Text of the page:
Blog Archives

Predicting course outcomes with digital textbook analytics

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By Reynol Junco, associate professor, Iowa State University; and faculty associate, Berkman Center for Internet and Society1.

Over the last years, I’ve been researching how real-time behavioral data, collected unobtrusively through technology, can predict learning outcomes. As part of this line of research, I’ve recently published the paper Predicting course outcomes with digital textbook usage data in The Internet and Higher Education.

The study used data collected from student engagement with digital textbooks in order to predict course grades. Two measures of student engagement with the texts were analyzed: an engagement index that was calculated through a linear combination of the number of pages read, number of times a student opened their textbook, number of days the student used their textbook, time spent reading, number of highlights, number of bookmarks, and number of notes. The second analysis included the individual components of the engagement index.

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Analytics by and for students

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By Maarten de Laat, professor, Open University of the Netherlands.

Professor of professional development in social networks, De Laat interests in big data and analytics rely on the idea that they can make more visible and transparent what people are talking about in educational environments, making easier for other students to engage in a group with shared interests. He is also a strong defender of releasing the information obtained through analytics to students, instead of keeping it within a teaching/administrative level, so that they can use it to facilitate their own learning processes. Get De Laat’s complete reflections in the short video below. We would like to thank the EDEN Conference organisation for this contribution.

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Big Data, Learning Analytics and Distance Education

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By Terry Anderson, professor in Distance Education, Athabasca University.

As an educational technologist, I seem always infatuated with the latest tools, even as I grow increasingly alert to what is lost as well as what is gained from their use.

Learning analytics joins the family of mostly commercial applications based on “big data”. These tools promises — perhaps too optimistically — to replace metaphors of information overload, info glut and obesity with the more optimistic sense that, although “big” we can effectively gather and interpret the torrent of digital information traces left by distance teachers and learners.

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The importance of context

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By Julià Minguillón, Associate Professor, UOC-eLC.

We are living in the information age. Or maybe in the knowledge one, according to the DIKW pyramid, which stands for data, information, knowledge and wisdom. But there is neither information nor knowledge without data, which is nowadays massively and continuously generated.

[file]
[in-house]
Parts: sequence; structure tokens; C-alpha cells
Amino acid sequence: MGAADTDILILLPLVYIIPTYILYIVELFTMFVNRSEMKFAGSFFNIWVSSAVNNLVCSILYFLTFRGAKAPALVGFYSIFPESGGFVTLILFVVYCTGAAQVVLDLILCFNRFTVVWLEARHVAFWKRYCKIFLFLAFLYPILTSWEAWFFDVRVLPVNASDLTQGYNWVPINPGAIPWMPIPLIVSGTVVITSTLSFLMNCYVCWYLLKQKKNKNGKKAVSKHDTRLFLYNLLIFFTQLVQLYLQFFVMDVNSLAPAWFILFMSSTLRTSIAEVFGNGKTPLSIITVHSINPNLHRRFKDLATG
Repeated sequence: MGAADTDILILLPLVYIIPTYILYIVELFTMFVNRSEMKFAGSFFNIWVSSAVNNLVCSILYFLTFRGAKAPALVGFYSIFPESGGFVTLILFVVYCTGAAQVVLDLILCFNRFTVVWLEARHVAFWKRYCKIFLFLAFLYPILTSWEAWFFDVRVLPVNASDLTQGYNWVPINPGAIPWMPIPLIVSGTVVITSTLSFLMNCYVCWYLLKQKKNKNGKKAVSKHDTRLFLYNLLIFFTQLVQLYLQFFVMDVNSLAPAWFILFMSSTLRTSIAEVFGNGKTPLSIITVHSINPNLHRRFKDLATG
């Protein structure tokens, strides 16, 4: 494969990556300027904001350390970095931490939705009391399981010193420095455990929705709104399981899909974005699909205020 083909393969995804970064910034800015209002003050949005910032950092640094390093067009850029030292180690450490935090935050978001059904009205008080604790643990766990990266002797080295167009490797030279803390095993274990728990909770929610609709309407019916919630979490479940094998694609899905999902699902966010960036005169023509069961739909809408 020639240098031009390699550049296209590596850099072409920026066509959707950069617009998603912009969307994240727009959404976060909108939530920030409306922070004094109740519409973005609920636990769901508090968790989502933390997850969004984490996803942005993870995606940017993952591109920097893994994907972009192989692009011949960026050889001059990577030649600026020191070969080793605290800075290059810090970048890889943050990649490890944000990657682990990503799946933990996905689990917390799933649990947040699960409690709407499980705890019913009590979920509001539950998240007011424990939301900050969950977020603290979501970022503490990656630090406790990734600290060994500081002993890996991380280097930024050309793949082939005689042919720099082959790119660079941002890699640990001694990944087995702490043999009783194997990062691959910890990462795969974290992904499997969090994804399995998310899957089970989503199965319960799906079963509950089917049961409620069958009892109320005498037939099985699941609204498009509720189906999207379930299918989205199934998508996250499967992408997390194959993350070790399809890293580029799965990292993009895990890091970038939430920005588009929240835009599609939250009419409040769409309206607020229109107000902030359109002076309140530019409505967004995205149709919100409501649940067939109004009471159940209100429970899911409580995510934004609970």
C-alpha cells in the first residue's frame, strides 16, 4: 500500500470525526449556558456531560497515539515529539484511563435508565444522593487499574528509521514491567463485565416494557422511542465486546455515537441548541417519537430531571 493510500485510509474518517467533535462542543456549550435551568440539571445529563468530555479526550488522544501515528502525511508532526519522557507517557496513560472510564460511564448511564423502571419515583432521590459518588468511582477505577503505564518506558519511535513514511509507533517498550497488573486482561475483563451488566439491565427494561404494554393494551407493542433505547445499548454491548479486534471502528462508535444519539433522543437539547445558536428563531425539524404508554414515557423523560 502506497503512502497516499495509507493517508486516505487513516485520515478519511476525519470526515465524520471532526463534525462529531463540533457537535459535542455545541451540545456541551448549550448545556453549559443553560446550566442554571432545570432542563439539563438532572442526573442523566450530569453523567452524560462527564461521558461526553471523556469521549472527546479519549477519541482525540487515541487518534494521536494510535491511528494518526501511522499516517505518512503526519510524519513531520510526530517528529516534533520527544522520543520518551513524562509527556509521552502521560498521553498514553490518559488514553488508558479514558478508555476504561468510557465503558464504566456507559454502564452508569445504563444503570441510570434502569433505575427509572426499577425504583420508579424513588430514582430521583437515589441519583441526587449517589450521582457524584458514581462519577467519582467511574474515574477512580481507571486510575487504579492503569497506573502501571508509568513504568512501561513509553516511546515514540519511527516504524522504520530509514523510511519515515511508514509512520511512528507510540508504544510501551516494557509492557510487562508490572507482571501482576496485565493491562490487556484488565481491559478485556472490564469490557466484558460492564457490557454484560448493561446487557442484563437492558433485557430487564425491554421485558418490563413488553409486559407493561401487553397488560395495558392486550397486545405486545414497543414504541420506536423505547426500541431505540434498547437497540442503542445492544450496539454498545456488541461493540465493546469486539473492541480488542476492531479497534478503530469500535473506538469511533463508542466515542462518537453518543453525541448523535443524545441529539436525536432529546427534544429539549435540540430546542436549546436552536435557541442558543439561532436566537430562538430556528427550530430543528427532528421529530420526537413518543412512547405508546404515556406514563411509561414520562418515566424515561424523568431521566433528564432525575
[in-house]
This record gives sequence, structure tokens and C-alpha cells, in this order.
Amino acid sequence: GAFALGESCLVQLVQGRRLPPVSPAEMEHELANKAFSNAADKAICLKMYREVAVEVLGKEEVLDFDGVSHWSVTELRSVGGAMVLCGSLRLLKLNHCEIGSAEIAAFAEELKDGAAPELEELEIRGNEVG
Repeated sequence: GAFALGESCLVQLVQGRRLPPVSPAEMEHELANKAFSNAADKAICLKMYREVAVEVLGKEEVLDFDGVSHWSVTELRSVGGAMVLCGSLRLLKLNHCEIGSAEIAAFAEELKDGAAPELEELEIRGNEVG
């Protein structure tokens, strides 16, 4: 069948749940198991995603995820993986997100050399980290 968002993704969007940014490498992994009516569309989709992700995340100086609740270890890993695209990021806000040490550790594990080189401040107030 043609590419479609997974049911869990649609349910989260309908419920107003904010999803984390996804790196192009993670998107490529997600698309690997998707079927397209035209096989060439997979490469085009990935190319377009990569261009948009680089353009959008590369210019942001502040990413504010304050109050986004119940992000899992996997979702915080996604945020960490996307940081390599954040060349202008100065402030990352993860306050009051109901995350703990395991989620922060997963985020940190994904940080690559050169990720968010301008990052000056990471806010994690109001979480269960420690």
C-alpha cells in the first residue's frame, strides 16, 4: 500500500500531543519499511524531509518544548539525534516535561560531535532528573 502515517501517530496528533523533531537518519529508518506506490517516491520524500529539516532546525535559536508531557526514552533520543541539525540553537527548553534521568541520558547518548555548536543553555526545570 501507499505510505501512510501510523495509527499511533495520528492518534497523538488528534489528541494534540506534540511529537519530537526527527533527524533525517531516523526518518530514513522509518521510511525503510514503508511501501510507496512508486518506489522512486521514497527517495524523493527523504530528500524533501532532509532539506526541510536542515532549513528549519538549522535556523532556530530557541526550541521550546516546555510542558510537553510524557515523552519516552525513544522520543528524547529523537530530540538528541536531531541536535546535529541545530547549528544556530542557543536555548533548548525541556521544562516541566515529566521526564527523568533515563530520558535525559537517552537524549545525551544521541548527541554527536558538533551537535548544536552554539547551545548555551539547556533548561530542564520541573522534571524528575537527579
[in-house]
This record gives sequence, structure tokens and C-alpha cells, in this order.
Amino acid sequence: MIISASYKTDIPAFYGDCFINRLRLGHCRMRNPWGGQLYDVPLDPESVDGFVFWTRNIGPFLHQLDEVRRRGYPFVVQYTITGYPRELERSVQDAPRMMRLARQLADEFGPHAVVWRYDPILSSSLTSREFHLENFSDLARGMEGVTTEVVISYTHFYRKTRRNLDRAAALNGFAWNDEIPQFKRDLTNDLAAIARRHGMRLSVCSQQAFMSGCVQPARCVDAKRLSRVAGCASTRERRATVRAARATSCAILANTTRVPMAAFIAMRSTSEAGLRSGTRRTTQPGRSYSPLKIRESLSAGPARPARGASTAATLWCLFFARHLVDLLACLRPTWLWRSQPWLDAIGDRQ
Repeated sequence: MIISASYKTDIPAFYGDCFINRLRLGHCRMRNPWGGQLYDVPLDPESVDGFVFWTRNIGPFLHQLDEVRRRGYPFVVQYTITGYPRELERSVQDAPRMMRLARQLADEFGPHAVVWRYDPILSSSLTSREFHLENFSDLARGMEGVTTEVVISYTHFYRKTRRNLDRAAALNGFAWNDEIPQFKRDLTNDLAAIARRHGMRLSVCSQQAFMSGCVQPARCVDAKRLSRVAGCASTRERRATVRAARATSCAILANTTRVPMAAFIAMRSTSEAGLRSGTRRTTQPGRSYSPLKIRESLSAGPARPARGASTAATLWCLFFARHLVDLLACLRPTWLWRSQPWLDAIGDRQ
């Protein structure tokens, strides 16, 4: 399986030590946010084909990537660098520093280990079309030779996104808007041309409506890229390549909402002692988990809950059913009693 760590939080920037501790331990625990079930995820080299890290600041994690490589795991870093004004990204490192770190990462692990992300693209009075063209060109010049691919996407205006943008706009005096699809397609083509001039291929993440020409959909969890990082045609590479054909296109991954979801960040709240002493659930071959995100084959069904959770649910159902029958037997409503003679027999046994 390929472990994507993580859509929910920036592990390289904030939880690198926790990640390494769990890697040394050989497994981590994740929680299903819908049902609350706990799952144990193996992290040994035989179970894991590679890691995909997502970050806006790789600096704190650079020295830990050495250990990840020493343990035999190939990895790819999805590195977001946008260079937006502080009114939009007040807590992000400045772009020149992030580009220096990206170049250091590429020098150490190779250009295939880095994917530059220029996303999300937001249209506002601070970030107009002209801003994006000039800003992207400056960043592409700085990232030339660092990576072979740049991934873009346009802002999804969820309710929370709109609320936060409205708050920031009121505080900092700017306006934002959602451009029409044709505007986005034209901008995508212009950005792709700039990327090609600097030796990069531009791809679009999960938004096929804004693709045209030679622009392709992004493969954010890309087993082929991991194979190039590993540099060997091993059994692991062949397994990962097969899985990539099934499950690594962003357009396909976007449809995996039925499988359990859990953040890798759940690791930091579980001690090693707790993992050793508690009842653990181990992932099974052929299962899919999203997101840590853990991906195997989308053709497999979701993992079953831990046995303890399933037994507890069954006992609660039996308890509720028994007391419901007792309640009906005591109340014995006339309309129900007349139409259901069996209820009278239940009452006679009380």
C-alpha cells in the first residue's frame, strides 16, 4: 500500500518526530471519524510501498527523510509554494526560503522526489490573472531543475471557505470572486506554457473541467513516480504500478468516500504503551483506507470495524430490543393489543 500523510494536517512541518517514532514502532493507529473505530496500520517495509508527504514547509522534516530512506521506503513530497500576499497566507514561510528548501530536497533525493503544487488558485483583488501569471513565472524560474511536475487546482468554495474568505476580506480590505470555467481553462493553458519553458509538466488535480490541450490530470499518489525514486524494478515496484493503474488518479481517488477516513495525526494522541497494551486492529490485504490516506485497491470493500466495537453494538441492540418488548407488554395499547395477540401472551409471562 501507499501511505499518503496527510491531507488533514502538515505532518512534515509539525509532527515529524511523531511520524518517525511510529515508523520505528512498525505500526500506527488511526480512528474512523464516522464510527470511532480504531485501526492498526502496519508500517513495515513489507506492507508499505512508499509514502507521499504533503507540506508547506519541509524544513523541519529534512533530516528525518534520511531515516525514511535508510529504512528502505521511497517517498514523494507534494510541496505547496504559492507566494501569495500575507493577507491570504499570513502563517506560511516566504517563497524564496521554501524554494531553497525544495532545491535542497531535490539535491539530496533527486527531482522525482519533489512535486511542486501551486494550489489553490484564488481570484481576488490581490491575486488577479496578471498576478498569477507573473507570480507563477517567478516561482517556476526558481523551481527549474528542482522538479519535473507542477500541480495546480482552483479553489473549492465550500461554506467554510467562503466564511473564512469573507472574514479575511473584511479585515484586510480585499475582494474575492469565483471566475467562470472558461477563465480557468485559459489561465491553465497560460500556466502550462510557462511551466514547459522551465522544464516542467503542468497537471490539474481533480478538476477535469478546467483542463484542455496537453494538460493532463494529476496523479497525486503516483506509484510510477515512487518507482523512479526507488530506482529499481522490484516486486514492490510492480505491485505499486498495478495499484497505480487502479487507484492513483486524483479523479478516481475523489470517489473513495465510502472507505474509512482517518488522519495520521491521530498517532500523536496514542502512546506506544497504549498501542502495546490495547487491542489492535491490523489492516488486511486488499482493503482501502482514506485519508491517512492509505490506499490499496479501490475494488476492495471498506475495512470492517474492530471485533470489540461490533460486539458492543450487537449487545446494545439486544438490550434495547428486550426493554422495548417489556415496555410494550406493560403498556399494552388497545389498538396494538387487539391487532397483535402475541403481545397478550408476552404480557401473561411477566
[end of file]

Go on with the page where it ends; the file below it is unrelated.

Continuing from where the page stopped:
As inhabitants of a digital world, all our actions are under a constant surveillance, and we leave a myriad of traces of even the most mundane everyday experiences. We voluntarily use our smartphones, credit cards or ID badges, leaving such digital traces, but we are also involuntarily recorded in traffic cameras or when browsing the Internet, for instance.

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Shedding light on personal data, analytics and education

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By Angel A. Juan, Associate Professor, UOC – IN3.

Welcome to this new blog on Analytics and its social impact on Business, Smart Cities, and, specially, Education. In particular, through the opening question of the blog we are interested in analyzing how Analytics and Big Data are transforming our society, from the way people move around modern cities to the way governments and enterprises use customers’ data — sometimes crossing ethical boundaries — to infer and influence their behavior.

In effect, organizations have now access to an enormous amount of personal data describing our habits, tastes, and social or professional links. The proper combination of these data with current computing power and analytic methods allow these organizations to extract and infer individual and collective behavior patterns.

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About the Question
Are Big Data & Analytics shaping a smarter society?

Every day we generate a huge amount of big data, but we need to resort to analytics to make abstract information meaningful and get valuable knowledge from it. In education, learning platforms let us easily gather an immense quantity of data regarding students’ behaviour, interactions, preferences and opinions. When properly analysed — through learning analytics — all these data might provide useful insight on how to make learning processes more adaptive, attractive and efficient.

Are these techniques allowing us to provide better support to our students? Are we taking advantage of big data and analytics to help shape the citizens of the future?

Big Data and Simheuristics
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